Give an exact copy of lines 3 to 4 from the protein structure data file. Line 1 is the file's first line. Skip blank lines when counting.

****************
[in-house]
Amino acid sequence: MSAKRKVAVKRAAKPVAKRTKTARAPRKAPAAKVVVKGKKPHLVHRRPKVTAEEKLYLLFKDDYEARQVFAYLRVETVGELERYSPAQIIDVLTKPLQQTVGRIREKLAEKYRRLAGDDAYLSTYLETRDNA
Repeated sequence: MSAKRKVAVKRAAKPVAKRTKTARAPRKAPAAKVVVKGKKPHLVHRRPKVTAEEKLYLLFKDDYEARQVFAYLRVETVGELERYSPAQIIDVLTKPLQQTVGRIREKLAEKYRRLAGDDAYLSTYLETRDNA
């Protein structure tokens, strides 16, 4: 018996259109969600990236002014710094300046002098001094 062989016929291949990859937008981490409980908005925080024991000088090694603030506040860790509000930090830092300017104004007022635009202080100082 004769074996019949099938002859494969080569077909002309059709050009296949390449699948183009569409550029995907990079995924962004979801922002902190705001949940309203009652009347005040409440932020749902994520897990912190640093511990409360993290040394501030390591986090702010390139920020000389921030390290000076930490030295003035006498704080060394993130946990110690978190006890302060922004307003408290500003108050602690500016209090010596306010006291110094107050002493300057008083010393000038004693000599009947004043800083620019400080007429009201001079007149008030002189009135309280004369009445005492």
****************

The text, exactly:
Repeated sequence: MSAKRKVAVKRAAKPVAKRTKTARAPRKAPAAKVVVKGKKPHLVHRRPKVTAEEKLYLLFKDDYEARQVFAYLRVETVGELERYSPAQIIDVLTKPLQQTVGRIREKLAEKYRRLAGDDAYLSTYLETRDNA
């Protein structure tokens, strides 16, 4: 018996259109969600990236002014710094300046002098001094 062989016929291949990859937008981490409980908005925080024991000088090694603030506040860790509000930090830092300017104004007022635009202080100082 004769074996019949099938002859494969080569077909002309059709050009296949390449699948183009569409550029995907990079995924962004979801922002902190705001949940309203009652009347005040409440932020749902994520897990912190640093511990409360993290040394501030390591986090702010390139920020000389921030390290000076930490030295003035006498704080060394993130946990110690978190006890302060922004307003408290500003108050602690500016209090010596306010006291110094107050002493300057008083010393000038004693000599009947004043800083620019400080007429009201001079007149008030002189009135309280004369009445005492």